The Tehreek-e-Taliban Pakistan (TTP) wants to open a political office in a third country is part of one of the three demands the terrorist groups made to Pakistani authorities during their initial talks.
Pakistan and the TTP entered into a month-long truce starting November 9. The ceasefire was the result of a series of meetings held between the Pakistani officials and the TTP representatives in Afghanistan. The talks were brokered by the Taliban government, particularly the Haqqani network. Both sides held at least three rounds of talks—one in Kabul and the other two meetings took place in Khost.
The Pakistan government and the TTP also formed committees to take the process forward and try to convert the ceasefire into a permanent peace deal.
Read more: As talks advance, TTP announces ceasefire
As per sources, the TTP in a series of meetings with Pakistani officials made three demands that include allowing the opening of a political office in a third country, reversal of the Federal Administered Tribal Areas (Fata) merger with Khyber-Pakhtunkhwa and introduction of Islamic system in Pakistan.
But Pakistani authorities told the TTP directly and through Taliban interlocutors that these demands were not acceptable. The TTP was particularly told in categorical terms that there was no question of introducing an Islamic system based on their interpretation. Also the terrorist group was told that Pakistan is an Islamic republic and the country’s Constitution clearly states that all laws in Pakistan have to be in conformity with the teachings of Islam.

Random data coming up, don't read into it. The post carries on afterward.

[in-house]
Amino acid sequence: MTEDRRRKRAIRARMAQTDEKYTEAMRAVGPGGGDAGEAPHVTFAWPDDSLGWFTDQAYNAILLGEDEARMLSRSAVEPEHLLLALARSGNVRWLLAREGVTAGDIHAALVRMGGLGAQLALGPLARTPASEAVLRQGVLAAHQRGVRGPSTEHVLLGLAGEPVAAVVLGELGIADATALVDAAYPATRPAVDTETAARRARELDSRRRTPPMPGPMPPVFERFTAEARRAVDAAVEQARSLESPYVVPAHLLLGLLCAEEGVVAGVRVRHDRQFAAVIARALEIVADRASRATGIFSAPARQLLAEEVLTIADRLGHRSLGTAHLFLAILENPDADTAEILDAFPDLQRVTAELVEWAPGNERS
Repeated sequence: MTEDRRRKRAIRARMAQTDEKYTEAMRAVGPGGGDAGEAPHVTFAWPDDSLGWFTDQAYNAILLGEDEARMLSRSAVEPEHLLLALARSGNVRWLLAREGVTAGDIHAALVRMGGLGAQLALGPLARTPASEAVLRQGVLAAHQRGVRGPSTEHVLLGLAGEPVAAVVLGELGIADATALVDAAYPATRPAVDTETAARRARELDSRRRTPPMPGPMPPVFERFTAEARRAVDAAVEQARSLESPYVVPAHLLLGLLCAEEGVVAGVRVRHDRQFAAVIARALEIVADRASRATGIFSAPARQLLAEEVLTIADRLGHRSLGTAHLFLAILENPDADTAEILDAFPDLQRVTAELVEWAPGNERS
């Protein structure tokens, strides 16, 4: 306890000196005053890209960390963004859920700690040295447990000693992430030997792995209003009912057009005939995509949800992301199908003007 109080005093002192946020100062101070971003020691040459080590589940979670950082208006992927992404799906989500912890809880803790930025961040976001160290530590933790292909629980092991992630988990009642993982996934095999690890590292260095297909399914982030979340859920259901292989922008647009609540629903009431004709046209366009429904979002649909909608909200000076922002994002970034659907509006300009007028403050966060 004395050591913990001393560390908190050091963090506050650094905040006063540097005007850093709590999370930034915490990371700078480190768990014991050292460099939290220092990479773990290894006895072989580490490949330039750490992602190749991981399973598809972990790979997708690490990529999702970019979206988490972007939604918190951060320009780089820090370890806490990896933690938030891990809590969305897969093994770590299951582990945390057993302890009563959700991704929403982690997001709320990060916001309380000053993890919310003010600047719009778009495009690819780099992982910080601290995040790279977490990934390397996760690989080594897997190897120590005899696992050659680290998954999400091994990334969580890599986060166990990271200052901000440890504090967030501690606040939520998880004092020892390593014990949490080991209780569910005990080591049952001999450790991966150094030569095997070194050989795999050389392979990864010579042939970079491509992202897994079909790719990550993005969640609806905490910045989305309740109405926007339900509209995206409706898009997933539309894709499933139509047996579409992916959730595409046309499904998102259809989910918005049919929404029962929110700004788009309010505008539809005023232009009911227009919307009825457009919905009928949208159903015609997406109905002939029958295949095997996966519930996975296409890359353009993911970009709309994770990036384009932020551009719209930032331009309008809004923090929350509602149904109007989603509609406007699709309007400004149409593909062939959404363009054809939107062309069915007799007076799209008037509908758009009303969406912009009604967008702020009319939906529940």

The Pakistani officials told the TTP that the state of Pakistan could only allow them to restart their lives if they fulfil certain conditions. Those conditions include accepting the writ of the state, laying down arms, and public apology over the terrorist acts committed by them. If they meet those demands, Pakistan can consider giving them amnesty, paving way for their mainstreaming.
Also read: Taliban promise military action if TTP talks fail
There have been concerns over Pakistan’s approach while dealing with the TTP when it was successfully driven out of the country. In a closed-door briefing, members of parliament were told that Pakistan was negotiating from a position of strength. They were informed that the return of the Afghan Taliban to power provided a window of opportunity to neutralise the TTP and other terrorist outfits.
When the Taliban took over Kabul in August, Pakistan handed the new government a list of demands including seeking action against the TTP terrorists operating out of Afghanistan.
The Taliban government, however, instead of taking action against them offered Pakistan its “good offices” to seek a solution through talks.
Pakistan accepted the offer in the hope that the Afghan Taliban would not act as mediators but guarantors of any peace deal with the TTP.
Parliament was told during the national security briefing that a final peace deal would be struck taking into account all the factors and even traditional jirgas and other local customs would be employed to make sure that the TTP does not take up arms again.
Observers, however, are wary of the positive outcome of ongoing talks with the TTP as terrorist groups used peace deals in the past to regroup.